This strong provision notwithstanding, the Left-sponsored trade employees trade unions have embarked on this strike claiming that the proposed bill is not transparent and there are provisions to make it cover employees who had joined service from 2005 onwards, but the government claims that this fear is unfounded and manipulated, and there is no room for any concern if the scheme is implemented.
Kerala government sets aside 80 percent of its income for meeting the pension and salary bills of employees and the remaining is what is meant for other pressing priorities of the government like infrastructure, R & D, industrialization, health, education and the like.
The government finds it difficult to go any further with this income expenditure distribution, and if followed further, there is going to be huge financial burden on taxpayers and the state would not be able to keep pace with the needs of the time.
It is this state of affairs that makes the Oomman Chandy Government go for contributory pension plan which works on the principle that each employee needs to contribute certain amount of money from his/ her salary every month and the government would be contributing equal amount of money in the pension fund, and the total will be invested in attractive stocks for which three new generation banks stand selected.
This investment side of the plan is the biggest threat, the striking employees claim. But the government, on the other hand, claims that Kerala is the only state that has not absorbed this scheme, and the developmental leaps other states experience are due to the fact that other governments do not suffer from the pressure exerted by pensions and other service related rewards the Kerala government employees enjoy.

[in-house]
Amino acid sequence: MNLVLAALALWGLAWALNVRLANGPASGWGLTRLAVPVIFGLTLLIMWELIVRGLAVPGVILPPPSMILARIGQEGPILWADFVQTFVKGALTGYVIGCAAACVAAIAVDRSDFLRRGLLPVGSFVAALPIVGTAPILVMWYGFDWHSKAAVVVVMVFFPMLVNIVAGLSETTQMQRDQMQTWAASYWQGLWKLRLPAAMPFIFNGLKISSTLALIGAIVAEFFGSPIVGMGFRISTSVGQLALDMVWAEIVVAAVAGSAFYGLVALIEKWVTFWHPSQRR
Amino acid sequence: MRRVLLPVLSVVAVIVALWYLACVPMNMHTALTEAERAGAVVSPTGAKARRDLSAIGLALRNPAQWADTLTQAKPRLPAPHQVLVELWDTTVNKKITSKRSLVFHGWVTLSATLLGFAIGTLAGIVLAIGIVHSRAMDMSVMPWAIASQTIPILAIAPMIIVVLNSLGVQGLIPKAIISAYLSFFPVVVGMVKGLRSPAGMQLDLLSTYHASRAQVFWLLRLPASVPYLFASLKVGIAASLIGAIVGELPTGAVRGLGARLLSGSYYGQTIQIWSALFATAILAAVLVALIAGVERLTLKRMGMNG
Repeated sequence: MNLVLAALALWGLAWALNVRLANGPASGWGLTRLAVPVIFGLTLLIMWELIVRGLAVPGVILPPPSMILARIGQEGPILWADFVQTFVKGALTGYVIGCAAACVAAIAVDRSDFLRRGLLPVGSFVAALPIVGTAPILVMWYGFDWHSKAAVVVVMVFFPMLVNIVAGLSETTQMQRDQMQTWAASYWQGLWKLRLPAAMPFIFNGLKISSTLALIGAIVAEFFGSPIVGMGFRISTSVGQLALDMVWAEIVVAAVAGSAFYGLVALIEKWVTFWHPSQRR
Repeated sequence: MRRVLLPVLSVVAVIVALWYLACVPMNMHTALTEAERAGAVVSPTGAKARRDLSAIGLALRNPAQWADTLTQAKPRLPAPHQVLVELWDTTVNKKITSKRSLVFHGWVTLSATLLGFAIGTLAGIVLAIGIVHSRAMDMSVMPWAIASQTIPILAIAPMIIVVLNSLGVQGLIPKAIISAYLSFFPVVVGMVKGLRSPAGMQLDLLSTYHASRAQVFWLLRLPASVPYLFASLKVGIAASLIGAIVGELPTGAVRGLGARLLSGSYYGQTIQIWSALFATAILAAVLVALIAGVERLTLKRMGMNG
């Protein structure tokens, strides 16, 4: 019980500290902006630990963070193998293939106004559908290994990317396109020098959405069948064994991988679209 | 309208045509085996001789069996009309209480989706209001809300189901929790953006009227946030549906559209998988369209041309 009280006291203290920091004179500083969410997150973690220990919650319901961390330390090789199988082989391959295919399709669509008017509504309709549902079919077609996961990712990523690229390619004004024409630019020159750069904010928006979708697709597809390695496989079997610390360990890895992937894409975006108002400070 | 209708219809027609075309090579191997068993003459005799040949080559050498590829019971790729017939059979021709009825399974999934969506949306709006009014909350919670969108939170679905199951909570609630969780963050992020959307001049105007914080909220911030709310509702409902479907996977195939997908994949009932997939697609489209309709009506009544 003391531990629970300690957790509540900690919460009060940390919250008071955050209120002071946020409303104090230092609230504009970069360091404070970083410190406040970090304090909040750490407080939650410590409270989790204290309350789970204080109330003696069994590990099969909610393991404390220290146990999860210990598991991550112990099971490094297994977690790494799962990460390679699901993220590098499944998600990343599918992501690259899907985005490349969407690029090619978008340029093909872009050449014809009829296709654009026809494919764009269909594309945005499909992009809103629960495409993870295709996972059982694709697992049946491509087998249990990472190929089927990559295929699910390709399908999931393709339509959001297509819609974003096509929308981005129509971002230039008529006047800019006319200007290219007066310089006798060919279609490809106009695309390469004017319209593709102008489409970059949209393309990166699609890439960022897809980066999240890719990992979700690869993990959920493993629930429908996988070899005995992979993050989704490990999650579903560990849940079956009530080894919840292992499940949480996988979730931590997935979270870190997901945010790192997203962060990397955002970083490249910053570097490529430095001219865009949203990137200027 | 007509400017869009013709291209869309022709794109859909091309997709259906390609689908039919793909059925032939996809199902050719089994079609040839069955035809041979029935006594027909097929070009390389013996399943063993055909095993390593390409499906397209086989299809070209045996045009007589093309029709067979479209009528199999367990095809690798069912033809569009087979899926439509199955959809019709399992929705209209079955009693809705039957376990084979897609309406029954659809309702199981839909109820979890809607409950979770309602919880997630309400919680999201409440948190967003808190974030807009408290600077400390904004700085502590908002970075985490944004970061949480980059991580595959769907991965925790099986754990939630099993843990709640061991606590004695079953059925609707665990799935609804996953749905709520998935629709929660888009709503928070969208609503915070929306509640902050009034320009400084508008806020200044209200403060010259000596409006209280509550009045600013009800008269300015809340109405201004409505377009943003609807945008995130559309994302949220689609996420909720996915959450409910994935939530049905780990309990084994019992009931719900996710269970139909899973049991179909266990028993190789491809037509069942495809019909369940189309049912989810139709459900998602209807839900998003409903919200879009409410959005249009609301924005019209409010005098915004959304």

Anyhow, Monday being the seventh day is going to witness intensified exercises from the agitating parties to make some positive strides, which, in many people’s opinion, is not going to happen. The regular rise in the attendance in government offices from day one of the strike shows that more employees are going to report to duty in the coming days. This is because there is no scope for any government level discussion. Unlike in other strikes, this time, the Chief Minister Mr. Chandy made it clear before the striking parties that he is not going to talk to them, as this strike is unwanted and undemocratic.
The home minister Thiruvanchoor Radhakrishnan too seems to have taken a strong stance which says, his government is not going to suppress the strike in any way but it would do everything possible to see that all the employees who report to duty are given protection.
As of today, there had been some sporadic incidents in which striking employees tried to interrupt some offices which had tried to work as usual. But, these incidents had been in the Left strongholds like Kannur and Kozhikode, and in the capital city Trivandrum. Barring these, the rest of the state seems to be moving back to normal work.
Interestingly, statistics being released by the government agencies say that only a few thousand employees are off duty and the state is functioning normally, whereas the striking organizations claim that the number of staff reporting to duty dwindles every day. However, the general impression of the public, who normally get affected by this strike the most, is that the strike is a failure and there will be unilateral withdrawal in the coming days. That is, the strike has already started losing its steam.
The people of Kerala have seen it happen many times before, but with a difference that there would be some talks between the government and striking parties, and there would be some mysterious assurances on matters related to the concerns that made the strike a reality.
This time, there is not going to be any such meaningful talk as the Chief Minister was quoted as saying: “I don’t want to talk to them”. Then, how are these striking parties going to call it a day? The first two or three days of the week would paint a clear picture.
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